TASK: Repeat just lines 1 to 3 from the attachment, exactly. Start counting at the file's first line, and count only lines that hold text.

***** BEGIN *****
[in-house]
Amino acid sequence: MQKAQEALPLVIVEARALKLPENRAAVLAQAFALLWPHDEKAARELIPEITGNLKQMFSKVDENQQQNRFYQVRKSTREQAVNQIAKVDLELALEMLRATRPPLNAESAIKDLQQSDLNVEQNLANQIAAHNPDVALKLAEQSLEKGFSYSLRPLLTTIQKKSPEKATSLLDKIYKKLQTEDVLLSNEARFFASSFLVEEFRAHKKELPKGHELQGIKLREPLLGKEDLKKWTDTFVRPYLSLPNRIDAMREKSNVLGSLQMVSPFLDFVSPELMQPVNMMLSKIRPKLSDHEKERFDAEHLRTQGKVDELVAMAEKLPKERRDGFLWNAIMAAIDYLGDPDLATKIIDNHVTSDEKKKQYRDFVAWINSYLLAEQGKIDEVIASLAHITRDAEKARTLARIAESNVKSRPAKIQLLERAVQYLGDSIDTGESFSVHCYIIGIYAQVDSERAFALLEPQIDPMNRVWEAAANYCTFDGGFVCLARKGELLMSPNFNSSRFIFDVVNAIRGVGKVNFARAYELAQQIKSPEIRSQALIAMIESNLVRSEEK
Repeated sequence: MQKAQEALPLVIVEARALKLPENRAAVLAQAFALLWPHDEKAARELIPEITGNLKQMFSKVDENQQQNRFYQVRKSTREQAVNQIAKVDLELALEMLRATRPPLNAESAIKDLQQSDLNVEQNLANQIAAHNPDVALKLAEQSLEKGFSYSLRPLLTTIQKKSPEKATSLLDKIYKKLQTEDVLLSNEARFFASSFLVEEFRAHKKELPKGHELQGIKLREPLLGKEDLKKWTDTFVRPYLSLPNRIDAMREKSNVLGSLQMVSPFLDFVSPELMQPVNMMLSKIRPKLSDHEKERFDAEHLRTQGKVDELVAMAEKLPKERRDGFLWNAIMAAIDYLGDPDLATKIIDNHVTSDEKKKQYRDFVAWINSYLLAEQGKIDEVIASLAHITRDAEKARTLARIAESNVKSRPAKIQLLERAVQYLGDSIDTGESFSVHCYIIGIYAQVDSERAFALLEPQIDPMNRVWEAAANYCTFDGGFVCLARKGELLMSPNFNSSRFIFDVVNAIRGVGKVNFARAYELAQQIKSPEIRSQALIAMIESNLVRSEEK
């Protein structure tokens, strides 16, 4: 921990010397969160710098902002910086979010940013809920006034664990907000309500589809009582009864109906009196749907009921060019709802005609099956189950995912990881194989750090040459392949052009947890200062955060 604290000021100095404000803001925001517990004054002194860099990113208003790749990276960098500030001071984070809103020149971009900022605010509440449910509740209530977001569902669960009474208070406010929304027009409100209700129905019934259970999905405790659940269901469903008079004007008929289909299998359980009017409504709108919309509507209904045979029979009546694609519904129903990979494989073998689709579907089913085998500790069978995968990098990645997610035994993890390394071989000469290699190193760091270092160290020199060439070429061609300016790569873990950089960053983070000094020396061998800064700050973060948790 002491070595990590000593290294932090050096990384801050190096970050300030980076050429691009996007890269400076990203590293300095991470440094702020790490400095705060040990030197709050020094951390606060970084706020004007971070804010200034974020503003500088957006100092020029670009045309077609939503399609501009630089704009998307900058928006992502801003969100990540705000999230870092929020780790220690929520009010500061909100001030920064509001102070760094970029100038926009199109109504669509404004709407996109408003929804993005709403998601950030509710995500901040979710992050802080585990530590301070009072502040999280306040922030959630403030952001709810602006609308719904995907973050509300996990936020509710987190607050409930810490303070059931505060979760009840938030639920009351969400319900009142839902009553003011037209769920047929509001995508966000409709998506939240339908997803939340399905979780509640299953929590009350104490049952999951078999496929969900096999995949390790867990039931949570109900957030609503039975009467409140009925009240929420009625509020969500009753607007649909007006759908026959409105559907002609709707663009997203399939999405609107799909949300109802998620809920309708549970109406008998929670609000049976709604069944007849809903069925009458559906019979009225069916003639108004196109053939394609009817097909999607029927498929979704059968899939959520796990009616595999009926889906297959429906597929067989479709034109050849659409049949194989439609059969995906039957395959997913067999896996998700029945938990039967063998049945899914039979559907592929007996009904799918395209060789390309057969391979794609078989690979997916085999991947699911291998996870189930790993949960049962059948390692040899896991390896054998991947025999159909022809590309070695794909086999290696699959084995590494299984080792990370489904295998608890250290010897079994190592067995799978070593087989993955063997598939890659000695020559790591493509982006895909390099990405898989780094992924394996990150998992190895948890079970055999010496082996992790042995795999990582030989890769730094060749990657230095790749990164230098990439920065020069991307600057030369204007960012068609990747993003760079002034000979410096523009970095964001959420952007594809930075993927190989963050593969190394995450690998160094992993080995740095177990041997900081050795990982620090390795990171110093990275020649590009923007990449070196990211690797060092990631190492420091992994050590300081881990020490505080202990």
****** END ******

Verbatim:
[in-house]
Amino acid sequence: MQKAQEALPLVIVEARALKLPENRAAVLAQAFALLWPHDEKAARELIPEITGNLKQMFSKVDENQQQNRFYQVRKSTREQAVNQIAKVDLELALEMLRATRPPLNAESAIKDLQQSDLNVEQNLANQIAAHNPDVALKLAEQSLEKGFSYSLRPLLTTIQKKSPEKATSLLDKIYKKLQTEDVLLSNEARFFASSFLVEEFRAHKKELPKGHELQGIKLREPLLGKEDLKKWTDTFVRPYLSLPNRIDAMREKSNVLGSLQMVSPFLDFVSPELMQPVNMMLSKIRPKLSDHEKERFDAEHLRTQGKVDELVAMAEKLPKERRDGFLWNAIMAAIDYLGDPDLATKIIDNHVTSDEKKKQYRDFVAWINSYLLAEQGKIDEVIASLAHITRDAEKARTLARIAESNVKSRPAKIQLLERAVQYLGDSIDTGESFSVHCYIIGIYAQVDSERAFALLEPQIDPMNRVWEAAANYCTFDGGFVCLARKGELLMSPNFNSSRFIFDVVNAIRGVGKVNFARAYELAQQIKSPEIRSQALIAMIESNLVRSEEK
Repeated sequence: MQKAQEALPLVIVEARALKLPENRAAVLAQAFALLWPHDEKAARELIPEITGNLKQMFSKVDENQQQNRFYQVRKSTREQAVNQIAKVDLELALEMLRATRPPLNAESAIKDLQQSDLNVEQNLANQIAAHNPDVALKLAEQSLEKGFSYSLRPLLTTIQKKSPEKATSLLDKIYKKLQTEDVLLSNEARFFASSFLVEEFRAHKKELPKGHELQGIKLREPLLGKEDLKKWTDTFVRPYLSLPNRIDAMREKSNVLGSLQMVSPFLDFVSPELMQPVNMMLSKIRPKLSDHEKERFDAEHLRTQGKVDELVAMAEKLPKERRDGFLWNAIMAAIDYLGDPDLATKIIDNHVTSDEKKKQYRDFVAWINSYLLAEQGKIDEVIASLAHITRDAEKARTLARIAESNVKSRPAKIQLLERAVQYLGDSIDTGESFSVHCYIIGIYAQVDSERAFALLEPQIDPMNRVWEAAANYCTFDGGFVCLARKGELLMSPNFNSSRFIFDVVNAIRGVGKVNFARAYELAQQIKSPEIRSQALIAMIESNLVRSEEK